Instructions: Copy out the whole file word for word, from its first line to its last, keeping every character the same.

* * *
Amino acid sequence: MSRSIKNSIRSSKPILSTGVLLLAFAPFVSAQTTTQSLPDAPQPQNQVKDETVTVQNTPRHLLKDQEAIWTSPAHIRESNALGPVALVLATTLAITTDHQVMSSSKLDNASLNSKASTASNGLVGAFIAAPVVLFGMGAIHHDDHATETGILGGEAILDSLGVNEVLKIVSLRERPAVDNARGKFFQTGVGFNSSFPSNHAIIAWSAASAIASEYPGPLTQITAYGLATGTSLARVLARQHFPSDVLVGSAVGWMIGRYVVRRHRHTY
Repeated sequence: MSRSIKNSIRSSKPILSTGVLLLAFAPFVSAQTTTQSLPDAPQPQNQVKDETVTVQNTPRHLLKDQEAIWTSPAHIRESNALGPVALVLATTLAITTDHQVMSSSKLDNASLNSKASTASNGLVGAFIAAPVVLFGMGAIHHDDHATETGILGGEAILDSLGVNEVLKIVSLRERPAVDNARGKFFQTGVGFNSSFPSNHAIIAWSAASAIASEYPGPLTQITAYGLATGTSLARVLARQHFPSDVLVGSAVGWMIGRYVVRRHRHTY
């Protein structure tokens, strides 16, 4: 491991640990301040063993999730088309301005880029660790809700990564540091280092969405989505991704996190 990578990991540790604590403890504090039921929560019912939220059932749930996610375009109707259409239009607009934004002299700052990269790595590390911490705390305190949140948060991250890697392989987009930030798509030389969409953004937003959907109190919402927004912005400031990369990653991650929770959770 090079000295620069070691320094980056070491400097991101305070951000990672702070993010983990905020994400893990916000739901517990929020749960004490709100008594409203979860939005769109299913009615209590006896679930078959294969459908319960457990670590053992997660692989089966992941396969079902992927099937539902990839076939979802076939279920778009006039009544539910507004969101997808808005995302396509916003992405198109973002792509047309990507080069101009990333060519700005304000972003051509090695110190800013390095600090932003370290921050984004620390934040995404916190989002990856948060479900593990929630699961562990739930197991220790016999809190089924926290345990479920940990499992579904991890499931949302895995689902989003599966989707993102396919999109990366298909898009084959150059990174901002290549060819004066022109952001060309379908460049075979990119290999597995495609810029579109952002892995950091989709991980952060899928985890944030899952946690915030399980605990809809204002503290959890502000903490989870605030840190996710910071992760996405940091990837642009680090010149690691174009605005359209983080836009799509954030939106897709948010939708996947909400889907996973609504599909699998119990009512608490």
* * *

Amino acid sequence: MSRSIKNSIRSSKPILSTGVLLLAFAPFVSAQTTTQSLPDAPQPQNQVKDETVTVQNTPRHLLKDQEAIWTSPAHIRESNALGPVALVLATTLAITTDHQVMSSSKLDNASLNSKASTASNGLVGAFIAAPVVLFGMGAIHHDDHATETGILGGEAILDSLGVNEVLKIVSLRERPAVDNARGKFFQTGVGFNSSFPSNHAIIAWSAASAIASEYPGPLTQITAYGLATGTSLARVLARQHFPSDVLVGSAVGWMIGRYVVRRHRHTY
Repeated sequence: MSRSIKNSIRSSKPILSTGVLLLAFAPFVSAQTTTQSLPDAPQPQNQVKDETVTVQNTPRHLLKDQEAIWTSPAHIRESNALGPVALVLATTLAITTDHQVMSSSKLDNASLNSKASTASNGLVGAFIAAPVVLFGMGAIHHDDHATETGILGGEAILDSLGVNEVLKIVSLRERPAVDNARGKFFQTGVGFNSSFPSNHAIIAWSAASAIASEYPGPLTQITAYGLATGTSLARVLARQHFPSDVLVGSAVGWMIGRYVVRRHRHTY
């Protein structure tokens, strides 16, 4: 491991640990301040063993999730088309301005880029660790809700990564540091280092969405989505991704996190 990578990991540790604590403890504090039921929560019912939220059932749930996610375009109707259409239009607009934004002299700052990269790595590390911490705390305190949140948060991250890697392989987009930030798509030389969409953004937003959907109190919402927004912005400031990369990653991650929770959770 090079000295620069070691320094980056070491400097991101305070951000990672702070993010983990905020994400893990916000739901517990929020749960004490709100008594409203979860939005769109299913009615209590006896679930078959294969459908319960457990670590053992997660692989089966992941396969079902992927099937539902990839076939979802076939279920778009006039009544539910507004969101997808808005995302396509916003992405198109973002792509047309990507080069101009990333060519700005304000972003051509090695110190800013390095600090932003370290921050984004620390934040995404916190989002990856948060479900593990929630699961562990739930197991220790016999809190089924926290345990479920940990499992579904991890499931949302895995689902989003599966989707993102396919999109990366298909898009084959150059990174901002290549060819004066022109952001060309379908460049075979990119290999597995495609810029579109952002892995950091989709991980952060899928985890944030899952946690915030399980605990809809204002503290959890502000903490989870605030840190996710910071992760996405940091990837642009680090010149690691174009605005359209983080836009799509954030939106897709948010939708996947909400889907996973609504599909699998119990009512608490």